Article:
Monday, October 1, 2012

"Age is what you make of it"

Do you hear the saying "life is what you make of it"? If not, then it's the ultimate expression of self-determination and freedom to choose. It's also a reminder of how much we are able to shape our own lives. For instance, though you can't choose who your biological parents are nor how you grew up, you can largely choose things like what work to engage in, where to live, who to marry, and what sort of lifestyle to lead. Ultimately, it's a statement against the philosophy of determinism -- that everything happens without the possibility of an alternative ending.

I was talking to a friend earlier, with whom the topic of getting older often comes up. My basic argument is that age isn't really as relevant as we make it to up. Sure there are physiological implications of growing older, but we gain so many experiences as we age. And when on the things that really matter like friendship and romance, you like someone for who they are as you see them -- not some idea of who they were years ago. It's probably a much easier task said than done, yet I feel like it's something we should keep it mind always. Culture plays a large role in how we approach the topic of growing old, but its influence is limited by what we make it to be.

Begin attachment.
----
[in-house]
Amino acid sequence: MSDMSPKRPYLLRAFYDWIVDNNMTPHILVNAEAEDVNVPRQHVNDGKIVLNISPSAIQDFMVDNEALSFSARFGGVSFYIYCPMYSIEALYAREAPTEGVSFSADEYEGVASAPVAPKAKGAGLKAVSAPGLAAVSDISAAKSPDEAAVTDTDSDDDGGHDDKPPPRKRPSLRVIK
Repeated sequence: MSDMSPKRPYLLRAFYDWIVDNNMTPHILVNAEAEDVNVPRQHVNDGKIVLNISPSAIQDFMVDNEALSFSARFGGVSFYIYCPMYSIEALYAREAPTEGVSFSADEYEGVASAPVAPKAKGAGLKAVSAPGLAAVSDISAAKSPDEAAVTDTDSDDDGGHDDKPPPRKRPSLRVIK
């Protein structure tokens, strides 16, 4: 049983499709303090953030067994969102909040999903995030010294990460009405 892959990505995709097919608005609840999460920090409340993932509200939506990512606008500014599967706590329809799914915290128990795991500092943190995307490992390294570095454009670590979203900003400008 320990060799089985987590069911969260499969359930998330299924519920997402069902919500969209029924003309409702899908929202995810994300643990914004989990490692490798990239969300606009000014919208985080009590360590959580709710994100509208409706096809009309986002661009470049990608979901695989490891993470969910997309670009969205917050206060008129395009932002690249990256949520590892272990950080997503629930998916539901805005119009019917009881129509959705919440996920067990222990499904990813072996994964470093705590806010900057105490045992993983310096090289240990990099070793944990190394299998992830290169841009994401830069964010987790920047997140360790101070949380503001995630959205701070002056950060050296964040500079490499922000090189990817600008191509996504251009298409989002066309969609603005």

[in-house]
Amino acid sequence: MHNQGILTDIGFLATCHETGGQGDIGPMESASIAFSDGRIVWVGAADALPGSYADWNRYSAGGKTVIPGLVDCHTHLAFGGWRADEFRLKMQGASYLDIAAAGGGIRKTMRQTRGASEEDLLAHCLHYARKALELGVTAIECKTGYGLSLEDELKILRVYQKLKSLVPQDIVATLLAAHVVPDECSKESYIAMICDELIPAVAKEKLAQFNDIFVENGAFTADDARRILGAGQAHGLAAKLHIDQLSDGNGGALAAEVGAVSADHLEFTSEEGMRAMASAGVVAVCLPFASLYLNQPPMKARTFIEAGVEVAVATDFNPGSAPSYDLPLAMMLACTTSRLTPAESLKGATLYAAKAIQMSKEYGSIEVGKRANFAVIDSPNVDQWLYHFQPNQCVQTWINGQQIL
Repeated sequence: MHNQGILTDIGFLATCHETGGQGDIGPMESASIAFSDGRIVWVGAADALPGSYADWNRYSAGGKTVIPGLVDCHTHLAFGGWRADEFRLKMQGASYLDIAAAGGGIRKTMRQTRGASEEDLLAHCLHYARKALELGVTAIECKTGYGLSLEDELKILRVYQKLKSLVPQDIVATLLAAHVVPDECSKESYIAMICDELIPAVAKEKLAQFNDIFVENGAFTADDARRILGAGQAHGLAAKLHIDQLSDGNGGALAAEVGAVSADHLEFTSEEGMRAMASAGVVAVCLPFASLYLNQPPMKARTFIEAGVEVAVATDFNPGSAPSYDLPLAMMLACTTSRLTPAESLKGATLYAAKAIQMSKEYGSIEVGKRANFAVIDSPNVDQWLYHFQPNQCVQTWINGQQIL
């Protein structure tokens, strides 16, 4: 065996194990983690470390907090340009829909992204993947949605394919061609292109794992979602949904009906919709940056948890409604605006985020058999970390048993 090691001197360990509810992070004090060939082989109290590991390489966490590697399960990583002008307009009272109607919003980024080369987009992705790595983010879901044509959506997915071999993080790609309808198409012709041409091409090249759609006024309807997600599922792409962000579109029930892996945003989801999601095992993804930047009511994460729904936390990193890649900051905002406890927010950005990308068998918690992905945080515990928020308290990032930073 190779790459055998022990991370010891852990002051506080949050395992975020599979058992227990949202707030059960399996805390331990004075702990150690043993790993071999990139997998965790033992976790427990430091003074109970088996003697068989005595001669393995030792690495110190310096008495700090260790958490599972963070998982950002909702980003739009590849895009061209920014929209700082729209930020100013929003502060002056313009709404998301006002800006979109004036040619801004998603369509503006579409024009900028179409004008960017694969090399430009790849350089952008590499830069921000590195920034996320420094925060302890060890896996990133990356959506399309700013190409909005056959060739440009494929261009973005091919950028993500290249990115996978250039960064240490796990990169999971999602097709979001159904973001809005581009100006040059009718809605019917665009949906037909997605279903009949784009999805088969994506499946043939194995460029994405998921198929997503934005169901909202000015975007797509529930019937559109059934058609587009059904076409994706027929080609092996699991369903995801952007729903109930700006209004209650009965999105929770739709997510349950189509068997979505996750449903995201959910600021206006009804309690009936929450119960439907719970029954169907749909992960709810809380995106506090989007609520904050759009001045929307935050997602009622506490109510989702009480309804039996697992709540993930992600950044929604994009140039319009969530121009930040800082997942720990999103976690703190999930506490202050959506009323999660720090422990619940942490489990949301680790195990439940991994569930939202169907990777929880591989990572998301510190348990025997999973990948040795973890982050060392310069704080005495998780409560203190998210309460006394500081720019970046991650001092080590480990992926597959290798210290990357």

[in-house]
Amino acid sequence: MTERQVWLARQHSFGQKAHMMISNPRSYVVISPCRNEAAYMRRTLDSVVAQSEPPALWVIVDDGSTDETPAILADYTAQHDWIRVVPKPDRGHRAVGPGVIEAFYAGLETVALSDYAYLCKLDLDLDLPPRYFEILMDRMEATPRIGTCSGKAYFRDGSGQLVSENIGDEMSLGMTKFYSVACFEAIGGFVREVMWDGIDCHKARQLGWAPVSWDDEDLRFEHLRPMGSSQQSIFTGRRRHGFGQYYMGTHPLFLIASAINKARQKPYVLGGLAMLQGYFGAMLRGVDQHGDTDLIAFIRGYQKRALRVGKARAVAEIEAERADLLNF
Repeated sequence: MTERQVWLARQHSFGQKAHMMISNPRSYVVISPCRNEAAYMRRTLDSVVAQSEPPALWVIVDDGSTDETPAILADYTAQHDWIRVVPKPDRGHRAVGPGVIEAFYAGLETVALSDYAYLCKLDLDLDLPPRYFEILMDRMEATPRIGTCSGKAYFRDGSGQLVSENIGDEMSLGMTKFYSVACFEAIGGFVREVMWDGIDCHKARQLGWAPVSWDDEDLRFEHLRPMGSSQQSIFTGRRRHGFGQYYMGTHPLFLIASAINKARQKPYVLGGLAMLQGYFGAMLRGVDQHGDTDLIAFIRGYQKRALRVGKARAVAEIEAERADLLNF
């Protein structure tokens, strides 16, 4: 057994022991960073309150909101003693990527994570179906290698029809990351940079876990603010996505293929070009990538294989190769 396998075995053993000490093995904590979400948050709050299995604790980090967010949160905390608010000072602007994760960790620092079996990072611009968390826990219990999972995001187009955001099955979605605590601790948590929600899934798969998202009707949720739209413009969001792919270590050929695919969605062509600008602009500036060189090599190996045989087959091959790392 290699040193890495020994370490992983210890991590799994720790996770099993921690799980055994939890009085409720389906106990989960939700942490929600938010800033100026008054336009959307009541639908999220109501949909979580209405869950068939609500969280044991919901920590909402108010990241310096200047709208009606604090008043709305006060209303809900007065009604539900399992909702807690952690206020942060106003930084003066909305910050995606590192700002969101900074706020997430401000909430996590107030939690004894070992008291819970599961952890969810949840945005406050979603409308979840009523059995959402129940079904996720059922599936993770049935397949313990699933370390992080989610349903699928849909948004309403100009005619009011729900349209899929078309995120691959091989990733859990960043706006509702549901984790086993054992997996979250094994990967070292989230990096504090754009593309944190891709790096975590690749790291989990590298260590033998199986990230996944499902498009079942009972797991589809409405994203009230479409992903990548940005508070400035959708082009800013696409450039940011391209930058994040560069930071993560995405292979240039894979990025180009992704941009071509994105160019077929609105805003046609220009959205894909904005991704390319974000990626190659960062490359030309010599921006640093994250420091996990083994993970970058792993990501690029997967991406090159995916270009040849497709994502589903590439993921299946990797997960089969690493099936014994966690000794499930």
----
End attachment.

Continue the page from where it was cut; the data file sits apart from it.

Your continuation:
Going along these lines, I uttered a phrase that I think is a nice quotation to summarize my attitude on age: "Age is what you make of it". It incorporates the aforementioned freedom of choice into the issue of age, to remind of the reality that we are what we make ourselves to me. Age is an oft-used excuse for things we want to do but willing to pursue. Of course I don't expect a 60-year old man to play in the NFL, but for the small things like going on a cross-country hike, this is attainable to anyone regardless of age (it might just take longer if you're older...).